Bottom surface 50 may also include an opening 125. During assembly of coaster 10, cooling material 70 may be injected or inserted through opening 125 into base 30. Plug 135 or other suitable structure blocks opening 125 after coaster 10 is filled with cooling material 70. One of pads 120 may cover plug 135.
Coaster 10 includes cooling material 70. In the assembled coaster 10, cooling material 70 is completely encapsulated within base 30. Cooling material 70 may be a gel or a liquid at room temperature. One advantage of a gel is that it does not move around as easily or quickly in the coaster. Users of the coasters may not like the sound of the liquid within the coaster. The cooling material has a freezing point in the range of 6° to 32° F. and preferably does not freeze when placed in a standard temperature freezer, which is typically approximately 20° F. If a liquid, cooling material 70 preferably includes polypropylene glycol. It is believed that polypropylene glycol is generally recognized as safe in the event some cooling material contacts with the liquid to be consumed by a user. For example, a liquid cooling material 70 may include a mixture of water and polypropylene glycol. If a gel, cooling material 70 preferably includes polypropylene glycol, gelatin and water. Other gel cooling materials are a mixture of carboxyl methyl cellulose and water (preferably 3% carboxyl methyl cellulose and 97% water); Evercold gel manufactured by Cold Ice, Inc. of California with water; Ecogel manufactured by Pelton Shepherd Industries; water; or any other cooling material as known to those of skill in the art.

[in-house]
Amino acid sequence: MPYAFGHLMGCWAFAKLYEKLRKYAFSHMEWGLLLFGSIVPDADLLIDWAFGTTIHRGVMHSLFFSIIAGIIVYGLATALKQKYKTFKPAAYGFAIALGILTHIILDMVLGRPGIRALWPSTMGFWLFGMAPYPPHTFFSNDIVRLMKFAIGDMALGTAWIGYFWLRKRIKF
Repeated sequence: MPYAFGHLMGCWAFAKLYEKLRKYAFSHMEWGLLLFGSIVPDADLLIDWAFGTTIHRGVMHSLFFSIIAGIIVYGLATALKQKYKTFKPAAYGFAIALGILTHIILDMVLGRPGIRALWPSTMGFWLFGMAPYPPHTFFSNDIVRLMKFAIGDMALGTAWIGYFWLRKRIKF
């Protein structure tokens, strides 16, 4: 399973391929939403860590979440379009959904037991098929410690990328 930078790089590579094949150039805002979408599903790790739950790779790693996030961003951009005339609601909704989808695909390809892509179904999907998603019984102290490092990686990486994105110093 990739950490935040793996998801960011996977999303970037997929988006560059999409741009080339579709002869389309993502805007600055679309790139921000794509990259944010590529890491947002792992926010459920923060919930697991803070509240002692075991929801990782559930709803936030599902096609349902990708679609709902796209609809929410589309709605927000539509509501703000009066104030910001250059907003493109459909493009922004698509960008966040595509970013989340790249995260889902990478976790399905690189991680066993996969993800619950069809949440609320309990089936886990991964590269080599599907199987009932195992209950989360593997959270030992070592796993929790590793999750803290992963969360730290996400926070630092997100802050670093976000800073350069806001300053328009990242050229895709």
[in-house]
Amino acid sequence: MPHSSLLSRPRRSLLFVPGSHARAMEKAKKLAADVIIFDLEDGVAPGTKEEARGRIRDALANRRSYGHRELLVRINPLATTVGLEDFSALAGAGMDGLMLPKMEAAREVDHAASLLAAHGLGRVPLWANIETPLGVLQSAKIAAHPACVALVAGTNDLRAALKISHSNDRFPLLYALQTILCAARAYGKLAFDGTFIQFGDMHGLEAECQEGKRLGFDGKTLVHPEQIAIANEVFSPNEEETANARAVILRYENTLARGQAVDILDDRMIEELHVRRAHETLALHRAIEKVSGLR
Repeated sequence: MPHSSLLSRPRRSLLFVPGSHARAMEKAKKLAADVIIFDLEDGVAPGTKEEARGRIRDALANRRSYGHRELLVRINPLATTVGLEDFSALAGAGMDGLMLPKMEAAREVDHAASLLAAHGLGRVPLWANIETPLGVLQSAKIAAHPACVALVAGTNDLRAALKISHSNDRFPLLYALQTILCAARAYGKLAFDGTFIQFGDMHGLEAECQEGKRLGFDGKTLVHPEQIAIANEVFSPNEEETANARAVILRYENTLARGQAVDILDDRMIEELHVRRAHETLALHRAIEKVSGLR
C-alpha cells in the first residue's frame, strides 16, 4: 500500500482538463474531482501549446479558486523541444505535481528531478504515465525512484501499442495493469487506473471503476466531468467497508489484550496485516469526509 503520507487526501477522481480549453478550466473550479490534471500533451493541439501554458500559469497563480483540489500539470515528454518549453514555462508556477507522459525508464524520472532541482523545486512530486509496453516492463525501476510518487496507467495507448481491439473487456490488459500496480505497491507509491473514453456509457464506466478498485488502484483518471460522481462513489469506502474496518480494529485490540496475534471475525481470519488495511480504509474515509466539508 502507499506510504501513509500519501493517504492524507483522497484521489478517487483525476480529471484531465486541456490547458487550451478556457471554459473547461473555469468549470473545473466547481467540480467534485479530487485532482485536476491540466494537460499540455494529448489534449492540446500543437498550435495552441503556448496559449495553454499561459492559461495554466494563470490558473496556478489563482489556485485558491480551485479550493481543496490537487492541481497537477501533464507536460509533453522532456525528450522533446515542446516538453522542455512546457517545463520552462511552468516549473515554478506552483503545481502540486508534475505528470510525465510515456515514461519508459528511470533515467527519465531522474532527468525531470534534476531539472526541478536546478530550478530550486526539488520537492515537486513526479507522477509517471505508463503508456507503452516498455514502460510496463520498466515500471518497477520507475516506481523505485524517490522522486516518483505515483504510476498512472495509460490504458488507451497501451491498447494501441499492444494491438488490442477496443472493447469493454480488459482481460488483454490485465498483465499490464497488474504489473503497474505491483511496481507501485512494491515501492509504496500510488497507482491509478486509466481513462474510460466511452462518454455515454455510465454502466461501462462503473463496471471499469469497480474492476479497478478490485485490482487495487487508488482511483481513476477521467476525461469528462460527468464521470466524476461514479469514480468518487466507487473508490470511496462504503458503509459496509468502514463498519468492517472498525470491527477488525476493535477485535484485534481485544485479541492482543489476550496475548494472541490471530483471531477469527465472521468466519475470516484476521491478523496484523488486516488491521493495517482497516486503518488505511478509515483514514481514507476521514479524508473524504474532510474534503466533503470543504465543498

Cooling material 70 does not completely fill the volume defined by the space within base 30. Cooling material 70 expands as it warms. Thus, the actual volume occupied by cooling material 70 will vary depending upon the temperature of the cooling material. The space defined by the inside of base 30 at room temperature is between 80% and 95% and preferably 90% filled with cooling material 70, the remainder being air.
Referring now to
Referring again to
Base portion 140, and first and second collar portions 150 and 160 may have indicia 170, 180 and 190 respectively. Base indicia 170 may be the same or related to first collar indicia 180 or second collar indicia 190. For example, the indicia may be different logos or slogans advertising the same product or sports team. Alternatively, the indicia may be different corporate sponsors of the same event. The area of the top side of the base portion revealed by the collar portion may have indicia.
The coaster assembly of the present invention can be made (and sold) either as a single piece or as a whole set with a number of different logos, e.g., of sports teams of a league or a NCAA conference school. For instance, a set of this coaster can have the logos of all eleven schools of the Big Ten® conference. Additionally, these 11 coaster assemblies can be stacked together and placed in a rack, which also bears the logos of all teams.
All figures included herein are for demonstrative purposes and are not intended to limit in any way the scope of this invention. Unless otherwise defined, all terms recited herein refer to their ordinary meanings, including those commonly accepted by a person skilled in the art. Thus, they are hereby incorporated by reference.
It is understood that various modifications can be made to the coaster of this invention as described above and that they do not depart from, and thus are also within the scope of, this invention.